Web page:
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  1. Old hex keys (allen wrenches) are of a quality of steel good enough for firing pins, ideally turned on a lathe, but carefully hand ground will work. Note: don’t turn the steel blue when grinding, the heat treat will be ruined. You can also chuck in a drill press and work with a die grinder or dremel.
    Aircraft supply houses such as Aircraft Spruce are a good source for small pieces of 4130 steel plate of sufficient strength for gun parts.
    My grandfather was not trained as a gun smith, but he was a machinist. Interestingly he made some pocket money cleaning guns for the rich guys who didn’t want to do it. I learned much from him.

  2. Very good article, with useful information. I concur regarding the Paul Matthews book, The Paper Jacket. It is excellent, and making paper patched bullets isn’t all that hard, though it is time-consuming.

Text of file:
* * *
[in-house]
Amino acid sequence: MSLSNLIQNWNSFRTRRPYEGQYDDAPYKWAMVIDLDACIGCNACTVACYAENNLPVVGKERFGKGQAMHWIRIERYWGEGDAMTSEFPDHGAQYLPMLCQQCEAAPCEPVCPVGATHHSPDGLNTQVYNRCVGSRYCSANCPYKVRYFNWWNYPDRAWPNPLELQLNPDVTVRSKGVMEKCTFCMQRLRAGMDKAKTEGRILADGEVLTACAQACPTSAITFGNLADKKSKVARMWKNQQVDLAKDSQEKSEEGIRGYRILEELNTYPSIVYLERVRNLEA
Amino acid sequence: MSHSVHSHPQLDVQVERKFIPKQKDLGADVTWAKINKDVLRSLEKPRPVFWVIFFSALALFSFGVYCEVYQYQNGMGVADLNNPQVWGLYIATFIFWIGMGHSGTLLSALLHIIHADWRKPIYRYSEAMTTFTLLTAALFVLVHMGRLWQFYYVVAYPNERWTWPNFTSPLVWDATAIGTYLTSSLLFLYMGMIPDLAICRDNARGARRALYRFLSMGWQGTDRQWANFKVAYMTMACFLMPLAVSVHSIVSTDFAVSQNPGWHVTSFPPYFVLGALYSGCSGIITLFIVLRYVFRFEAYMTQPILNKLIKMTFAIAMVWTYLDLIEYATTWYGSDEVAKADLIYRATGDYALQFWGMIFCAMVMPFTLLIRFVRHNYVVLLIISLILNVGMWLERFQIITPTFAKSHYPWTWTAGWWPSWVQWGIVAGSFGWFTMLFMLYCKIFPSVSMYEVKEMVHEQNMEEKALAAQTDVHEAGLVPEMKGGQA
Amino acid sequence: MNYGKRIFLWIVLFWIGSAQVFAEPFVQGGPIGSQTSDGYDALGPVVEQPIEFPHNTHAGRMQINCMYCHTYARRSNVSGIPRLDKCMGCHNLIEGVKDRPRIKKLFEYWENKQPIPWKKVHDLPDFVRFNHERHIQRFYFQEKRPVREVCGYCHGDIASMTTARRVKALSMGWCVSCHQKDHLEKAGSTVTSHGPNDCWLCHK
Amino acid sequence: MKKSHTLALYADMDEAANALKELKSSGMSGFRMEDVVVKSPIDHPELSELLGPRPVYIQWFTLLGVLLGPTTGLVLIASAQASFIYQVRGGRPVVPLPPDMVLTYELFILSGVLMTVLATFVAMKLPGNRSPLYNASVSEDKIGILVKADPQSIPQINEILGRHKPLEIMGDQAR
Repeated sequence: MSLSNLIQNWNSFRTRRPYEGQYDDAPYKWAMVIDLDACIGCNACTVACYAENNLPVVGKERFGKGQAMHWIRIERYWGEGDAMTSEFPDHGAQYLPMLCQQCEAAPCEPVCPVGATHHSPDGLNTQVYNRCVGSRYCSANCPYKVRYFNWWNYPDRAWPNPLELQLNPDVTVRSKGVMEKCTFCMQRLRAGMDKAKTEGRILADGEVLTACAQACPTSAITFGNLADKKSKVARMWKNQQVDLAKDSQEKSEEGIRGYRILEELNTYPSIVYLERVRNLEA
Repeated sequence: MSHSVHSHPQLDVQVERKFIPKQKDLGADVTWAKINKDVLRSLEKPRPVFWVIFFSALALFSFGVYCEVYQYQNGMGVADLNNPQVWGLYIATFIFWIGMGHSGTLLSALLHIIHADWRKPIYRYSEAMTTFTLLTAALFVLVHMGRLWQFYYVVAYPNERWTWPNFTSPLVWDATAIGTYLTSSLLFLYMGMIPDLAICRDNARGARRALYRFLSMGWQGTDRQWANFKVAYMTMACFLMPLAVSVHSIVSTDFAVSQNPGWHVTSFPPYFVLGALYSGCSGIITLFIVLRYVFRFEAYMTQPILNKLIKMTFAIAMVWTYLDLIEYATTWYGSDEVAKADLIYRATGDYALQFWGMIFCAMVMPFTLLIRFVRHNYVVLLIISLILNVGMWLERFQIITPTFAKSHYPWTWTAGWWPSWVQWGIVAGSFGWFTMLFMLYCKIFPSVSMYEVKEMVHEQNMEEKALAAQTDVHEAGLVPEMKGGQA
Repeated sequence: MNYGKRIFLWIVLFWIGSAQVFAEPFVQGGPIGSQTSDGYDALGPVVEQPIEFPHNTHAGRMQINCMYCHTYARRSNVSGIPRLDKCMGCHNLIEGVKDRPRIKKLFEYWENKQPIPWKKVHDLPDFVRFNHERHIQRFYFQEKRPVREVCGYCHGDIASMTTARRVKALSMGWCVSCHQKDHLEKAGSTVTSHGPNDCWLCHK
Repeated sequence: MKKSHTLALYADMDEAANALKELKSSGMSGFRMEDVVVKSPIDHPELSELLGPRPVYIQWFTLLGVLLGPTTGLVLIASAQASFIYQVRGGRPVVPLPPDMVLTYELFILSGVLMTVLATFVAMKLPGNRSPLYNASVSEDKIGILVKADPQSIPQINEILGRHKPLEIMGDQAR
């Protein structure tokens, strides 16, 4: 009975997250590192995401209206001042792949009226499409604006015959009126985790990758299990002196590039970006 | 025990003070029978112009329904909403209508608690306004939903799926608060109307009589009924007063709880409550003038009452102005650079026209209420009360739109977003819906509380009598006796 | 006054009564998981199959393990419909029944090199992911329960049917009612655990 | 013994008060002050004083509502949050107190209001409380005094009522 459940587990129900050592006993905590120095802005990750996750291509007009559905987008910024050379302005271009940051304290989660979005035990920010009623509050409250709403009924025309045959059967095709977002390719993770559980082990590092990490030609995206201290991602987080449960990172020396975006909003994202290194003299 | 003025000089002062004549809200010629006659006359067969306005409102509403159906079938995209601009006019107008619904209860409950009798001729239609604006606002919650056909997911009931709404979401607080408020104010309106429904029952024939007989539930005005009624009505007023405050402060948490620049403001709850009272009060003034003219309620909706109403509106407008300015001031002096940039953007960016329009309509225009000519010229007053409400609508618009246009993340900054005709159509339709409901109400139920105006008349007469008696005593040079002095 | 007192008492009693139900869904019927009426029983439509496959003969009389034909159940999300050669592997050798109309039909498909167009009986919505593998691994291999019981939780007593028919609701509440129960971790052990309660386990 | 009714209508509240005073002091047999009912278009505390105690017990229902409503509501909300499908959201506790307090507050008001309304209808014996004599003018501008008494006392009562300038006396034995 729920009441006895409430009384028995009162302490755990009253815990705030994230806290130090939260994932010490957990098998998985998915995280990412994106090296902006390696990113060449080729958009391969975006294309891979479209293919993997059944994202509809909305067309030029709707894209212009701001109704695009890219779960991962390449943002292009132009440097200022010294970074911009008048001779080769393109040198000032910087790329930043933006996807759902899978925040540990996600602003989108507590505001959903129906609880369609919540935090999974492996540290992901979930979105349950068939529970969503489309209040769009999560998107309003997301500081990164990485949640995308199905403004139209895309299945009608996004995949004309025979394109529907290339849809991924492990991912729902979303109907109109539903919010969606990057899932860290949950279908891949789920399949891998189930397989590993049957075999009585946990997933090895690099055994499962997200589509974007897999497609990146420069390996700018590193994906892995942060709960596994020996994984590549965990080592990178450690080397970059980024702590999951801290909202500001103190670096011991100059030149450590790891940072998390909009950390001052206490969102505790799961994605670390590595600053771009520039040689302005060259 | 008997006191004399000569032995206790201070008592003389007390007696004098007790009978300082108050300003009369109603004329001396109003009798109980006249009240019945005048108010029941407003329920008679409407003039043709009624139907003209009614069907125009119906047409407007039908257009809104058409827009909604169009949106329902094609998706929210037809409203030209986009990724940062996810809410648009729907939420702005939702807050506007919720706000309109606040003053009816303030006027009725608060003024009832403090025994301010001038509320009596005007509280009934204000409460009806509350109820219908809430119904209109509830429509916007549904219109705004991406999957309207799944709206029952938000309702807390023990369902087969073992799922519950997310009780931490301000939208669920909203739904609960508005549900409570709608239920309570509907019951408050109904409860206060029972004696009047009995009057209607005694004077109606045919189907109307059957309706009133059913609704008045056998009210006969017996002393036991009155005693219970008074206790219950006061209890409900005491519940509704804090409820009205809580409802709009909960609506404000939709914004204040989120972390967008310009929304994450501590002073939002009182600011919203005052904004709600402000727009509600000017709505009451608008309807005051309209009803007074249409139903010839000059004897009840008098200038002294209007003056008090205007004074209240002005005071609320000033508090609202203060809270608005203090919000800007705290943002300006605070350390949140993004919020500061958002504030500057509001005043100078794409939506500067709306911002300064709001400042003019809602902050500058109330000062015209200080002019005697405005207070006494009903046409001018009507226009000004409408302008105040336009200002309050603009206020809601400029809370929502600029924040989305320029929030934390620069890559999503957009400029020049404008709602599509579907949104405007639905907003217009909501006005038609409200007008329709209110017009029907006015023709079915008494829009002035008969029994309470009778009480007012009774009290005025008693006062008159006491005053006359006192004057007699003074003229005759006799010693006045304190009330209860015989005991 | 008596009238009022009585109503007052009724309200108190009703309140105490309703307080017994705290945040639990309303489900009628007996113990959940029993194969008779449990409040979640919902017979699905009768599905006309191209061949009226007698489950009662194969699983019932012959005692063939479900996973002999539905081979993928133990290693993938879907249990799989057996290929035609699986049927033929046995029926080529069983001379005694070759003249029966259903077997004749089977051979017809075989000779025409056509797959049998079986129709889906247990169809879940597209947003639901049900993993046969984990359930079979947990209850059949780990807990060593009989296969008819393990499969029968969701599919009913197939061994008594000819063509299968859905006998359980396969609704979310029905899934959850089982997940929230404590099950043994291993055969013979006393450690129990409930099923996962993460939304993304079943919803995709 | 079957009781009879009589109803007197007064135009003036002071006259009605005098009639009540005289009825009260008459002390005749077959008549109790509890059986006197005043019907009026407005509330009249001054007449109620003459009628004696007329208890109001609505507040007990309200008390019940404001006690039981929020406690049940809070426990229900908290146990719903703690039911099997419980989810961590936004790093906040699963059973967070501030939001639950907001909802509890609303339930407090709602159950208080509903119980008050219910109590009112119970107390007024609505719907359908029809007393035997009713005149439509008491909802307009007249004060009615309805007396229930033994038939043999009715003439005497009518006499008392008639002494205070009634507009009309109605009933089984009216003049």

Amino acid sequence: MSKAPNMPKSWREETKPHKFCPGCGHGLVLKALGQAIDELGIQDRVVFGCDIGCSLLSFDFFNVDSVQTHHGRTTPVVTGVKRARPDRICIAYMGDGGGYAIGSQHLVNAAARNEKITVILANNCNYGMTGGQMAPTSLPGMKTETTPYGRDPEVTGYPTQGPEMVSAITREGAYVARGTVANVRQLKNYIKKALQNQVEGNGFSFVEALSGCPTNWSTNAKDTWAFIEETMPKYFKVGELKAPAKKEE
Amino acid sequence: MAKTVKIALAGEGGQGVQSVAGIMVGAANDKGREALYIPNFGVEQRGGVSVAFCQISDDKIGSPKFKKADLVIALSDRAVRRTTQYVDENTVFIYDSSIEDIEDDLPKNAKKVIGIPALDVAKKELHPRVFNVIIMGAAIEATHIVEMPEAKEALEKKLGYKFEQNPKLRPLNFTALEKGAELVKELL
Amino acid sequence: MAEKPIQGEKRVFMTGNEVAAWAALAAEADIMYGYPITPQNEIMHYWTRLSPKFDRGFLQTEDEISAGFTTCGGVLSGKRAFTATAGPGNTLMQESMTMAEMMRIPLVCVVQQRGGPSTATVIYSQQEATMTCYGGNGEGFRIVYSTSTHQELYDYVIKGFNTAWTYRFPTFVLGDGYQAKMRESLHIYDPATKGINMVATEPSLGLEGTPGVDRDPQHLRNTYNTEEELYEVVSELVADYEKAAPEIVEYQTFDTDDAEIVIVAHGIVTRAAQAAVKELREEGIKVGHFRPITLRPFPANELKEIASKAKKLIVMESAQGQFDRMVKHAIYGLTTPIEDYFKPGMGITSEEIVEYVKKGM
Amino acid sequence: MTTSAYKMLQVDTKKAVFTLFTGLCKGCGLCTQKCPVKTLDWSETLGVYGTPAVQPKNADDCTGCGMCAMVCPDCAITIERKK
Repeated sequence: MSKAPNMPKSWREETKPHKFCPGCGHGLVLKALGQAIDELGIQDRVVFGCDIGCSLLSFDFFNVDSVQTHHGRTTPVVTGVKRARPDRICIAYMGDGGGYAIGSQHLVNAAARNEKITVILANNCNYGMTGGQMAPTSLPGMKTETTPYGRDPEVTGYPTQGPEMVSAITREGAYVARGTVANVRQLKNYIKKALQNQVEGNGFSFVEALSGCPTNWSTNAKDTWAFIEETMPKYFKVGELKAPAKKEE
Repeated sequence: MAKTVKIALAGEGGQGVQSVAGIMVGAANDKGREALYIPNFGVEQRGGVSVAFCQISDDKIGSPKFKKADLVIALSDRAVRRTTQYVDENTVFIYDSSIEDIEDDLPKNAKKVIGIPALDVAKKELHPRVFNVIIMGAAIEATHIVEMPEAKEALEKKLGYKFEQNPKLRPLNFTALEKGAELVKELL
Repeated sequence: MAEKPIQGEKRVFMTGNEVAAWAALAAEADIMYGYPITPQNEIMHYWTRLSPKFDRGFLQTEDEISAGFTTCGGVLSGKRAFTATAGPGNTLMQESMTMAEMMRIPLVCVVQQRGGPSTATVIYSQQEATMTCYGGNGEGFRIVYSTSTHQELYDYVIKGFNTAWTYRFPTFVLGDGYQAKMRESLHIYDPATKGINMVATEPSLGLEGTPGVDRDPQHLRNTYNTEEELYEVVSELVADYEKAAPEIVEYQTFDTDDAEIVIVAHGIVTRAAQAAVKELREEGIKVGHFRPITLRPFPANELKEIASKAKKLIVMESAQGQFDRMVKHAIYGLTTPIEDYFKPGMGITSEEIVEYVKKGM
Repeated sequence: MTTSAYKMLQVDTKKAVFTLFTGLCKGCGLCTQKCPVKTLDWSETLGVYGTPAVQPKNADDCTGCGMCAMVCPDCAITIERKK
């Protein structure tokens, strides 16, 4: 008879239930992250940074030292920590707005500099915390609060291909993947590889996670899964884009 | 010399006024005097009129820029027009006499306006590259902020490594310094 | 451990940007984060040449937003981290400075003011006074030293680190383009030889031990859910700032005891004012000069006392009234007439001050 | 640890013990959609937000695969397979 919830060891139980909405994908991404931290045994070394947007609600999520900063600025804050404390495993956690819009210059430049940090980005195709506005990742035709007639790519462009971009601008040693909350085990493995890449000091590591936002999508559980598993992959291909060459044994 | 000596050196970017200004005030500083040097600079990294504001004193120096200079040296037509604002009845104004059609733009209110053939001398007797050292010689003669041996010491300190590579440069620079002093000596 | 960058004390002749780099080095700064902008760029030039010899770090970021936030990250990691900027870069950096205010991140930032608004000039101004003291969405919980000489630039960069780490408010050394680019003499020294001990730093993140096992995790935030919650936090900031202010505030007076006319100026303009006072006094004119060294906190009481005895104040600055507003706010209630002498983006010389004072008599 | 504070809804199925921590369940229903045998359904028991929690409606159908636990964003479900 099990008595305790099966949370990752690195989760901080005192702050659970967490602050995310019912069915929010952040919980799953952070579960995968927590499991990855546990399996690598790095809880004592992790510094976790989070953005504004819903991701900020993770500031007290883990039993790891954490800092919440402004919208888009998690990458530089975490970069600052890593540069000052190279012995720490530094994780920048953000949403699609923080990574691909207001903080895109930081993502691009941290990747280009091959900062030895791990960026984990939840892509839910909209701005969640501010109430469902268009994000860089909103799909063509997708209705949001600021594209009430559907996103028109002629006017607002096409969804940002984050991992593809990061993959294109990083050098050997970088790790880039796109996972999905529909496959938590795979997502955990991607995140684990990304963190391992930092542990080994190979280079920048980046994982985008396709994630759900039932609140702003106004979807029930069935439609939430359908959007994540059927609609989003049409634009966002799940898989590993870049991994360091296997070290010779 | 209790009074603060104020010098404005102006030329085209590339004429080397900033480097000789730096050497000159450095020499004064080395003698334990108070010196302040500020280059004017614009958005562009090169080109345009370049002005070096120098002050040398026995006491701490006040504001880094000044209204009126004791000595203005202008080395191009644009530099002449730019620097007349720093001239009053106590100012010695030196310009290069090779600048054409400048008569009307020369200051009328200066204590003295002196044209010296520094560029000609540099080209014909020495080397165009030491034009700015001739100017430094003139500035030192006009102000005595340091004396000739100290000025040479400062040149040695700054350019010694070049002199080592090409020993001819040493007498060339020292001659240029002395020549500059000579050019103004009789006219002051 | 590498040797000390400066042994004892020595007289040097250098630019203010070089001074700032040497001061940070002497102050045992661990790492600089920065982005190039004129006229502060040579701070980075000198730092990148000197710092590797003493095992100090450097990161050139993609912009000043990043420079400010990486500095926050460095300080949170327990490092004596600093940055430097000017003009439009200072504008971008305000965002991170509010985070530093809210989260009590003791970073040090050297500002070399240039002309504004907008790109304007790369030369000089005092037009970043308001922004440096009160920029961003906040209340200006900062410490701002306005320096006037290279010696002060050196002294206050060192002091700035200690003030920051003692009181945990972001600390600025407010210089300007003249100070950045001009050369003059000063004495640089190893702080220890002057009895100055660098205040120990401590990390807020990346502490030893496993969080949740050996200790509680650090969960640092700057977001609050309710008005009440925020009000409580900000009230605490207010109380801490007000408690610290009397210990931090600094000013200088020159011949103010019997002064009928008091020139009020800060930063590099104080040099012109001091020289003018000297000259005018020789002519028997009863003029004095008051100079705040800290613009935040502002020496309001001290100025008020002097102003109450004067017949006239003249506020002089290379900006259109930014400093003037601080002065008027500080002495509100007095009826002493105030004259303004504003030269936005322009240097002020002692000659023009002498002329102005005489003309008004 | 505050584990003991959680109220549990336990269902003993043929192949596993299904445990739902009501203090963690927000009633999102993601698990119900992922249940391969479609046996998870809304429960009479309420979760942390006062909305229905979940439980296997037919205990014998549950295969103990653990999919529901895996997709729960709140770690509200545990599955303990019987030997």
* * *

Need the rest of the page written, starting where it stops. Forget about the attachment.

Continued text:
Another fun topic to explore is black powder cartridge reloading. The rules are a bit different, but some of our current cartridges — such as the .45 Colt, .45-70, .303 British, and the .410 and 12 gauge — started with black powder. Hobbyists in BP cartridge loading tend to make some of their own supplies, such as lubricants, and many freely share their knowledge with others.

  3. Drill rod is also used for firing pin base material needing to be machined or ground to dimension. Old break action single shot shotguns can have the extractor worn, or grooved by the firing pin, I have successfully TIG welded the worn groove with nickle rod and filed to fit like new.

  4. I appreciate yesterday’s tip about the Mauser conversion.
    I bought K98 parts gun for 40$ many years, intending to have it made over into a 30-06. Eventually I realized that it would cost more than it was worth to me. Turning the old clunk into a .45 bolt gun sounds like a fun project and a good beginner’s rifle after the heavy stock is cut down.

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